Chapter 4a - Chapter 4 Functional Anatomy of Prokaryotic...

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Unformatted text preview: Chapter 4 Functional Anatomy of Prokaryotic and Eukaryotic Cells Bacteria can be classified based on size, morphology and arrangement Size 0.2 to 2.0 um in diameter 2 to 8 um in length Size in the Microbial World Morphology of Prokaryotic Cells Prokaryotes exhibit a variety of shapes Most common Coccus Bacillus Other shapes Coccobacillus Vibrio Spirillum Spirochete Prokaryotic cells may form groupings after cell division Cells adhere together after cell division for characteristic arrangements Arrangement Especially depends on plan of division in the cocci Diplococci - Neisseria Streptococci - Streptococcus Sarcina Staphylococcus Uncommon Shapes Shape is genetically determined most are monomorphic some are pleomorphic Layers External to Cell Wall Glycocalyx Made sugar coat inside the cell; excreted to surface General functions Protection Protects bacteria from host defenses and desiccation bacteria to adhere to specific surfaces Attachment Enables Glycocalyx Chemical arrangements Capsule or Slime Layer composition of capsules and slime layers varies depending on bacterial species Flagella Long filamentous appendages composed of simple protein Rotate clockwise or counterclockwise runs and tumbles Taxis (chemo, photo, aero) Flagella structure has three basic parts Filament Hook Basal body Polar - Monotrichous Polar -Lophotrichous Peritrichous Polar -amphitrichous Axial filaments Bundles of fibers that spiral around cell only Spirochetes Corkscrew motion Pili Consist occur of pilin protein Fimbriae all over the cell from a few to several hundred per cell Sex pilus Longer, few per cell used to join bacteria for exchange of DNA Prokaryotic Cell Wall Rigid structure Surrounds cytoplasmic membrane Determines shape of cell Prevents cell from bursting Anchor point for flagella Contributes to pathogeneses Site of action for some antibiotics Unique chemical structure Distinguishes Gram positive from Gram-negative bacteria and archaea bacterial species Rigidity of cell wall is due to peptidoglycan (PTG) Compound found only in bacteria Archaea psudomurein Many antimicrobial interfere with synthesis of PTG Lysozyme Penicillin; Basic structure of peptidoglycan series of two subunits Alternating N-acetylglucosamin (NAG) N-acetylmuramic acid (NAM) Joined subunits form glycan chain Glycan chains held together by string of four amino acids Tetrapeptide chain Gram positive cell wall thick layer of many as 30 Relatively PTG As Teichoic acid component of PTG Gram-negative cell wall Only contains thin layer of PTG sandwiched between outer membrane and cytoplasmic membrane called periplasm Region Outer membrane of lipid bilayer called the lipopolysaccharide or LPS layer Constructed also LPS severs as barrier to a large number of molecules Small molecules or ions pass through channels called porins Resistant to many antibiotics Portions of LPS medically significant polysaccharide side chain to identify certain species or strains may play role in recognition of infection O-specific Used Lipid A Toxin, Differences between Gram + and Gram cell walls G+ cell many layers of peptidoglycan contain teichoic acids thick rigid structure G- cell no teichoic acids few layers of peptidoglycan LPS outer membrane Lysozymes Enzyme tears produced in many body fluids and saliva Breaks Often bond linking NAG and NAM structural integrity of cell wall Destroys used in laboratory to remove PTG layer from bacteria Produces protoplast in G+ bacteria Produces spheroplast in G- bacteria Some bacteria have an atypical cell wall Mycobacterium Causes leprosy mycolic acids tuberculosis and Some bacteria naturally lack cell wall Mycoplasma Bacterium causes mild pneumonia Sterols in membrane account for strength of membrane Structures Internal to Cell Wall Cytoplasmic Delicate membrane thin fluid structure Surrounds cytoplasm of cell Defines boundary Serves as a semi permeable barrier Barrier between cell and external environment Fluid mosaic model Phospholipid contains Bilayer a hydrophilic phosphate head and hydrophobic fatty acid tail Membrane Function is embedded with numerous protein as receptors and transport gates Provides mechanism to sense surroundings Enzymes catalyze chemical reactions Photosynthesis Energy production Cytoplasmic membrane is selectively which molecules pass into or out permeable Determines of cell Few molecules pass through freely Movement involves both active and passive processes passive no processes energy (ATP) required Along gradient simple diffusion, facilitated diffusion and osmosis Simple diffusion Facilitated diffusion Can only eliminate concentration gradient it cannot create one Osmosis Osmotic pressure Isotonic Hypotonic Hypertonic active processes (ATP) required energy Against gradient Active transport Group translocation Phosphorylates molecule during transport Internal Structures Bacterial cells have variety of internal structures Some structures are essential for life Chromosome Ribosome Others are optional and can provide selective advantage Plasmid Storage granules Endospores Internal Structures Primary In Chromosome in cytoplasm Resides nucleoid space Typically single chromosome Circular double-stranded molecule Contains all genetic information Asexual reproduction Binary fission, budding, fragmenting Plasmids small, circular, double-stranded DNA molecules replicated independently nonessential information used in genetic engineering biotechnology Ribosomes Involved in protein synthesis Composed of large and small subunits Units made of riboprotein and ribosomal RNA differ from eukaryotic ribosomes Difference often used as target for antimicrobials Storage granules Metachromatic granules Polysaccharide granules lipid inclusions sulfur granules carboxyzomes magnetosomes Gas vesicles Endospores Dormant In cell types response to poor environmental conditions Resistant Heat, to damaging conditions desiccation, chemicals and UV light Important in food/ medicine Vegetative cell produced through germination a source of reproduction Common bacteria genus that produce endospores include Clostridium and Bacillus Not Fig. 4.21 ...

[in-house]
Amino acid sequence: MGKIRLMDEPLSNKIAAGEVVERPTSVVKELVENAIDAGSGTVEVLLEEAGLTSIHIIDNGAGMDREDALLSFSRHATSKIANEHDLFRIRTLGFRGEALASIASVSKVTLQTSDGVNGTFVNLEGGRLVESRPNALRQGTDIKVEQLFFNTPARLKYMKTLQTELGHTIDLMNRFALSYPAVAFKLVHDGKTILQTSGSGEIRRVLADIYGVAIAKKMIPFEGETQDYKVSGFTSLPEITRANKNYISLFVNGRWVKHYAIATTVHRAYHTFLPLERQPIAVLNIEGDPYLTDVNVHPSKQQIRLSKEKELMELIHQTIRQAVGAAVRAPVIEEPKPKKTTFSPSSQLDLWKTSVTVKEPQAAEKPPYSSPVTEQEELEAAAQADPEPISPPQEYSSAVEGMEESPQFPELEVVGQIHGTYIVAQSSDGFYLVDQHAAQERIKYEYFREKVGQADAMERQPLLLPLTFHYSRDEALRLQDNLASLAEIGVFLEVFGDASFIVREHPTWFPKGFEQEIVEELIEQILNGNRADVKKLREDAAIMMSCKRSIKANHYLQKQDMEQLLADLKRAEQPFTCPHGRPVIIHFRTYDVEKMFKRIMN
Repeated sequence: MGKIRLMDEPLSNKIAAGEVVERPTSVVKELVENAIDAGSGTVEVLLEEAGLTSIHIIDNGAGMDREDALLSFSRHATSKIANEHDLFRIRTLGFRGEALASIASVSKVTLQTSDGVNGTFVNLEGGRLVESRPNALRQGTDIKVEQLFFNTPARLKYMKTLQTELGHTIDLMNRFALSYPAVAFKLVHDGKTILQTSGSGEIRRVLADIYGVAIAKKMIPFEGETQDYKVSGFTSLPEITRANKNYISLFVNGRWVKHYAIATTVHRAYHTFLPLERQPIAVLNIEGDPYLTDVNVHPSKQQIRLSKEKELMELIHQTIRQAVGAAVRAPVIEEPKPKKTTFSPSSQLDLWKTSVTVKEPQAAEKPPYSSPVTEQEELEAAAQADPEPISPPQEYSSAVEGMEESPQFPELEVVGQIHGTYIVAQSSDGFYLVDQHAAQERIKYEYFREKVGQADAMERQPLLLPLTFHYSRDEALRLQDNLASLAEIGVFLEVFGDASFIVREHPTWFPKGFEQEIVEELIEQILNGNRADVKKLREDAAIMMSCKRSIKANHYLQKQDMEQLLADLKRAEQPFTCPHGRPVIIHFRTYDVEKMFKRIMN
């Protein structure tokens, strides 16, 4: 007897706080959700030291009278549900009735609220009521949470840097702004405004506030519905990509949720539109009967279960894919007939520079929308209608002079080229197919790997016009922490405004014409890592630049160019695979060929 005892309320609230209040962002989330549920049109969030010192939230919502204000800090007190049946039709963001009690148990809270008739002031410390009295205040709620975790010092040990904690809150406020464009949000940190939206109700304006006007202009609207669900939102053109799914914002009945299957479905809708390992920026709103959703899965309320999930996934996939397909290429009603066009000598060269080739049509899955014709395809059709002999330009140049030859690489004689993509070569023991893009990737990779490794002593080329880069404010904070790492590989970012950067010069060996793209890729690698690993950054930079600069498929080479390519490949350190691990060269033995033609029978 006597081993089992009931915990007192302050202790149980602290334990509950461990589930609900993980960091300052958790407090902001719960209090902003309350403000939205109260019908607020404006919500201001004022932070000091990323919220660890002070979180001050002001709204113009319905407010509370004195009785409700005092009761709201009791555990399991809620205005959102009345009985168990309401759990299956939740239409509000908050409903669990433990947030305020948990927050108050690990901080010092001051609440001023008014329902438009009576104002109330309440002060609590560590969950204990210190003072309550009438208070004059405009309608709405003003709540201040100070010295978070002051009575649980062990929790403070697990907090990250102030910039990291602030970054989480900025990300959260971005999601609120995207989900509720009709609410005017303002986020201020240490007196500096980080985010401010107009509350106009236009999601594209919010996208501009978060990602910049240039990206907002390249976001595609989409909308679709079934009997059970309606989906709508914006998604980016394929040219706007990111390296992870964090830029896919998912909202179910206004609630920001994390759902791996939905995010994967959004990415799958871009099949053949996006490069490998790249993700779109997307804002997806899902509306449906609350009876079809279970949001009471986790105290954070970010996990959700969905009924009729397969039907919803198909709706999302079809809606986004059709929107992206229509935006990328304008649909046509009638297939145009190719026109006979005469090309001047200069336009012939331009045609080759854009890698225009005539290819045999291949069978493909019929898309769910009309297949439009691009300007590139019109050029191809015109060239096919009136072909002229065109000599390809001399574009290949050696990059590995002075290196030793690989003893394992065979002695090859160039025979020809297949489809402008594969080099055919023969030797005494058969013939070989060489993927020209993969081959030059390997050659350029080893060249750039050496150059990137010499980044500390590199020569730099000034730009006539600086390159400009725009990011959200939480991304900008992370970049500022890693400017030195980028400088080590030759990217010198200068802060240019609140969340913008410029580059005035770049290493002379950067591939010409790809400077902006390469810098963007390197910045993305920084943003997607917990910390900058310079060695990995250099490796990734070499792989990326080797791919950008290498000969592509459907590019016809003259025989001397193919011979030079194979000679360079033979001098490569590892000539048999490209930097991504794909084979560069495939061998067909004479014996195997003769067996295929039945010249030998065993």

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This note was uploaded on 02/21/2008 for the course BIOLOGY 380 taught by Professor Littlejohn during the Spring '06 term at University Of Southern Mississippi .